[Canniseur: I’m embarrassed to say I’m a former Hoosier. The conservative nature of Indiana is beginning to be somewhat of a laughing stock to the rest of the country. Indiana has always been conservative, but it’s more than just a conservative nature. It’s more a destructive nature of conservatism. However, it all makes sense if you remember that at one time Indiana was the center of gravity for the KKK. Really.]
As cannabis activists, we tend to spend a lot of time focused on states that have either enacted cannabis law reform or are trying to, with even more focus on bigger states like California, Florida, etc. But we must never forget those who live in states where reform is not only almost non-existent, but can still be considered a long shot, even in the current climate of favorability nationwide.
Indiana will likely be one of the last states to legalize cannabis for adult-use; I’m not surprising anyone with that statement. But while most states have at least a semblance of a medical marijuana program, lawmakers in Indiana continue to be hostile to even that modicum of reform.
“Hoosiers continue to be harassed, arrested, prosecuted, publicly humiliated, and lose their jobs for choosing to self-medicate with therapeutic levels of THC like our neighboring states get to freely use right now,” William Henry, Indiana NORML Chairman, told The Marijuana Times. “Our liberty continues to be violated, and Hoosiers are not happy.”
Even hemp has been controversial in the state. “Last session the legislature passed a restriction on hemp flower making it a Class A misdemeanor to have any part of processing, distributing, or possessing,” William said. “Some hemp businesses [that] retail in hemp flower products joined together and challenged that law. A federal injunction was placed on the law focusing on the interstate transport restriction being unconstitutional, further challenges and appeals were made as well. It is still currently in litigation. This injunction legalized hemp flower again in September 2019.”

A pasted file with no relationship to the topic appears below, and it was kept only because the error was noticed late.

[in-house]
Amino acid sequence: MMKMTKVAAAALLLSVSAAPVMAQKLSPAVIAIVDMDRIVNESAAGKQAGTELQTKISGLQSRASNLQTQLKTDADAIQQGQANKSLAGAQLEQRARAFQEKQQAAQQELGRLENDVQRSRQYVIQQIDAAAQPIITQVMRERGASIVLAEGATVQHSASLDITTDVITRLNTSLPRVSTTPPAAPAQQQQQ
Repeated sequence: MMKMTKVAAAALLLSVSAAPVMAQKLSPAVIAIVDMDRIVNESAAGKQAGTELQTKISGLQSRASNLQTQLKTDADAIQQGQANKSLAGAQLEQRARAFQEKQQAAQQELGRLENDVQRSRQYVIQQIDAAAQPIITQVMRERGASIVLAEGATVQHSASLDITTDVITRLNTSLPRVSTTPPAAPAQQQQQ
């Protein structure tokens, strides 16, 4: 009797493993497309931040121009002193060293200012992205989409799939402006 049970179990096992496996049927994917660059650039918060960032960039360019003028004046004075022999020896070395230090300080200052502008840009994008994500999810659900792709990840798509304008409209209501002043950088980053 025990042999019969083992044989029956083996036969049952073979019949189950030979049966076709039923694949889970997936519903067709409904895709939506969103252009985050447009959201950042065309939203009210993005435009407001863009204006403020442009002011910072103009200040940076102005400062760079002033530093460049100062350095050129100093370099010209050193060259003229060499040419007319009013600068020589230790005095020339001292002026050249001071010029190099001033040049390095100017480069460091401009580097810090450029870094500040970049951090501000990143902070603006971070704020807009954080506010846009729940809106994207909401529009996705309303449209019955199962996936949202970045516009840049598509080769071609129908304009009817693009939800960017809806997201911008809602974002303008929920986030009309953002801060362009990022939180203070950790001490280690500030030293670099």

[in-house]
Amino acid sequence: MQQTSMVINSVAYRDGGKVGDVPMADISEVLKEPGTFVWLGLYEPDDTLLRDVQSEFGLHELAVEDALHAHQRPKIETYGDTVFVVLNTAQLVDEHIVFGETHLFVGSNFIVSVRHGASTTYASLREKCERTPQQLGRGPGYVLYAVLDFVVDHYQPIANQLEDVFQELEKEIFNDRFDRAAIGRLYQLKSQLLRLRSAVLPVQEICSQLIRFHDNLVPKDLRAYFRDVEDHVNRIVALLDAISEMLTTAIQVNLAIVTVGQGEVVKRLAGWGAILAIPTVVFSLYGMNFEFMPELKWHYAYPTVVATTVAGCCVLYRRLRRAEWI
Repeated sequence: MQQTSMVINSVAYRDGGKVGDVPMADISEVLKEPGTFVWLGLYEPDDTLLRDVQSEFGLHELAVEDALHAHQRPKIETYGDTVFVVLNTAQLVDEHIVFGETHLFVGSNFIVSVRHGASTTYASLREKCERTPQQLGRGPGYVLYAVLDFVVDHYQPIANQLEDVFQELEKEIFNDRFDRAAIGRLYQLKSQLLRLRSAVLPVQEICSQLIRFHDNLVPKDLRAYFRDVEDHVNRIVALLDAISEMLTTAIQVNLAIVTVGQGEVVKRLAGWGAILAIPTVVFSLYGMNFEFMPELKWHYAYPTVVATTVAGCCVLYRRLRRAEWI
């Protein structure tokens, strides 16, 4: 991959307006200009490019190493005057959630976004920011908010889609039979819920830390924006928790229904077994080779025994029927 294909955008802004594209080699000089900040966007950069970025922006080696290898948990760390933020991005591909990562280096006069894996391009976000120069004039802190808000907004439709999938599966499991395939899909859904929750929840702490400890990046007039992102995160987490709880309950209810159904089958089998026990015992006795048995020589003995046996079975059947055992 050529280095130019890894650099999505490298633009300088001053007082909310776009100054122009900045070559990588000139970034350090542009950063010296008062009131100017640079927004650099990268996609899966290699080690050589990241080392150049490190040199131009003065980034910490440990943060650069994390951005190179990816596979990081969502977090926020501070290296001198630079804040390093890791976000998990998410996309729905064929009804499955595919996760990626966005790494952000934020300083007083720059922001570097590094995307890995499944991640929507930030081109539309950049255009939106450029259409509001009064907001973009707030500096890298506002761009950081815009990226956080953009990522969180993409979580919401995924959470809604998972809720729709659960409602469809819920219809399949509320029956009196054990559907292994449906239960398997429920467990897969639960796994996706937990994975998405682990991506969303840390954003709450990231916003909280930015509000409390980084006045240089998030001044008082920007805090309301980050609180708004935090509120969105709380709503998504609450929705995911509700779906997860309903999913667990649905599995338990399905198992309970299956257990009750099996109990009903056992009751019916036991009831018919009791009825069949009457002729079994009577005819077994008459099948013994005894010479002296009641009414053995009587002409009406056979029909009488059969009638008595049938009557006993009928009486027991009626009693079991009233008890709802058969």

But regarding all other aspects of reform, William told us that “[c]annabis law reform in the Indiana State House is currently at a stand-still. All the bills that were submitted to the state legislature this session for hemp and cannabis reform are dead.”
“We are at the mercy of the election,” he said. “We are encouraging all those who support cannabis reform in the state to register to vote, and vote for pro-cannabis candidates in their districts in November 2020.”
In the bigger picture, Indiana is a small state, but it is a state that is full of individuals that are suffering. They are as deserving of not having their rights violated as anyone else. They deserve to be allowed the choice of using cannabis for medicine at the very least, and this should not be a controversial stance by any standard.
And because the road is so long and tough in Indiana, it is all the more reason to get the word out as to where marijuana law reform stands in the state. If you live there, you are needed to put pressure on lawmakers and officials, either by contacting them or voting against them.
Things won’t change on their own, especially in a state like Indiana. It will take a lot of effort from the people who care most about the issue – activists and consumers and patients in the state.